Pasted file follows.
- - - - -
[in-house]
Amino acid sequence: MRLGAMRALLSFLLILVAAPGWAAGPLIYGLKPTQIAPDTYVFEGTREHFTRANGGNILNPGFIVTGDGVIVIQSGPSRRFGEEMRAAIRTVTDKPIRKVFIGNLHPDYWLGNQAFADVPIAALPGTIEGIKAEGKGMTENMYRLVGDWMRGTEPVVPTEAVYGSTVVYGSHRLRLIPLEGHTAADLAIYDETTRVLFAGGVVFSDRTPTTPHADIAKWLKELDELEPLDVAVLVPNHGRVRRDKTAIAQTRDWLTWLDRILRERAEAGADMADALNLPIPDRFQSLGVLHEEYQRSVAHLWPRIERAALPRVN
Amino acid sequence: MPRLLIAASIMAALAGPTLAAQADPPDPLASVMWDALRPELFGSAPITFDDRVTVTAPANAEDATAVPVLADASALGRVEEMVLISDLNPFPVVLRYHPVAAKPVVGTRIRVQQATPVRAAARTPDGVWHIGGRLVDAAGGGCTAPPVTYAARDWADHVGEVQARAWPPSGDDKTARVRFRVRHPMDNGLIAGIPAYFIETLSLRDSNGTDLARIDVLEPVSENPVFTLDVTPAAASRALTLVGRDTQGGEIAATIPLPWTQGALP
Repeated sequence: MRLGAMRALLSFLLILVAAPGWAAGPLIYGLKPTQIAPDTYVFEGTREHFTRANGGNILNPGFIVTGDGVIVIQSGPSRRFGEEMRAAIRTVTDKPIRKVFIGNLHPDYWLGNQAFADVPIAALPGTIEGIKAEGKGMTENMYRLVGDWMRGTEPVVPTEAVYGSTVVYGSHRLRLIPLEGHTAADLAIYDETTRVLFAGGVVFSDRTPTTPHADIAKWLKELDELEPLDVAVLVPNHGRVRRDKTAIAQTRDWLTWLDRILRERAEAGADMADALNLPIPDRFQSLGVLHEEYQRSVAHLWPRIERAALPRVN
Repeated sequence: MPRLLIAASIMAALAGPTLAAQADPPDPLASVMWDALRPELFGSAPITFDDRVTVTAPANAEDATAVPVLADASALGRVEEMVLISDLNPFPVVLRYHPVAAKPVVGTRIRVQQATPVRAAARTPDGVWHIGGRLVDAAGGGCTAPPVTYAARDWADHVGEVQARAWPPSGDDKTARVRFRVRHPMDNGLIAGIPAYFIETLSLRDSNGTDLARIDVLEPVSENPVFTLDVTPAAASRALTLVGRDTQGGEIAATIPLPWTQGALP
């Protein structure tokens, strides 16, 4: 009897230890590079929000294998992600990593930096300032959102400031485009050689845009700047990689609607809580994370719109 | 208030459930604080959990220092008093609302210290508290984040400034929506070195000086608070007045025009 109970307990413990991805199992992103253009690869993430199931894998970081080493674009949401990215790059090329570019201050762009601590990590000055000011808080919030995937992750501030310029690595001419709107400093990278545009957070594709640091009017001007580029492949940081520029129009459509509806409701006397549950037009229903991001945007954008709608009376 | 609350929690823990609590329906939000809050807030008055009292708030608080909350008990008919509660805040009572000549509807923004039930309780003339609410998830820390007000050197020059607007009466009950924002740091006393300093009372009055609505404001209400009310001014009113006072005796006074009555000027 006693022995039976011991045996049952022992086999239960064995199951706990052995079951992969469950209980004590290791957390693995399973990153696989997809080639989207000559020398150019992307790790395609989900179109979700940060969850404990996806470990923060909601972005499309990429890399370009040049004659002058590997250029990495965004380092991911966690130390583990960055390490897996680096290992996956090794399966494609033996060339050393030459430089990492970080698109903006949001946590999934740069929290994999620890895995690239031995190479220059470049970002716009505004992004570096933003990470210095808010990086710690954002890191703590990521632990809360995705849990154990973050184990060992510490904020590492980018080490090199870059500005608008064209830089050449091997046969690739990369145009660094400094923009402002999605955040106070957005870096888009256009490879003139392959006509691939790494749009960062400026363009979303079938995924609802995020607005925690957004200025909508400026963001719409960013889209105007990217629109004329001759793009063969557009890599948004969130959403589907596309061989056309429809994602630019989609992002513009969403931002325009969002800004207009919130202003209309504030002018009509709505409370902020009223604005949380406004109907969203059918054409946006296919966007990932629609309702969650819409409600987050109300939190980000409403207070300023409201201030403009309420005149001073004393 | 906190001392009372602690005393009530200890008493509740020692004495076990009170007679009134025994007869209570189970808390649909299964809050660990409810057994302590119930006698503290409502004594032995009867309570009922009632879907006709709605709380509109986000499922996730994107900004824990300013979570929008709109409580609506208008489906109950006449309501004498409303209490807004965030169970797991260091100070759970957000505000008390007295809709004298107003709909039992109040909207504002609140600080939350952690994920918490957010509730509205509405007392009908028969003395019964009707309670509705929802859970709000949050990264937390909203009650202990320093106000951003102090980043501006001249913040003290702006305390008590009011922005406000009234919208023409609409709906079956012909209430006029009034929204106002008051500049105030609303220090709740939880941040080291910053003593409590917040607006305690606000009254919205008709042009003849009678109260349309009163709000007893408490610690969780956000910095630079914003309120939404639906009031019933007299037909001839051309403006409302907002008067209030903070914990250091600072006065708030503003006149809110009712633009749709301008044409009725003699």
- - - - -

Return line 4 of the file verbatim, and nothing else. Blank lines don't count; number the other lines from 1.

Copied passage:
Repeated sequence: MRLGAMRALLSFLLILVAAPGWAAGPLIYGLKPTQIAPDTYVFEGTREHFTRANGGNILNPGFIVTGDGVIVIQSGPSRRFGEEMRAAIRTVTDKPIRKVFIGNLHPDYWLGNQAFADVPIAALPGTIEGIKAEGKGMTENMYRLVGDWMRGTEPVVPTEAVYGSTVVYGSHRLRLIPLEGHTAADLAIYDETTRVLFAGGVVFSDRTPTTPHADIAKWLKELDELEPLDVAVLVPNHGRVRRDKTAIAQTRDWLTWLDRILRERAEAGADMADALNLPIPDRFQSLGVLHEEYQRSVAHLWPRIERAALPRVN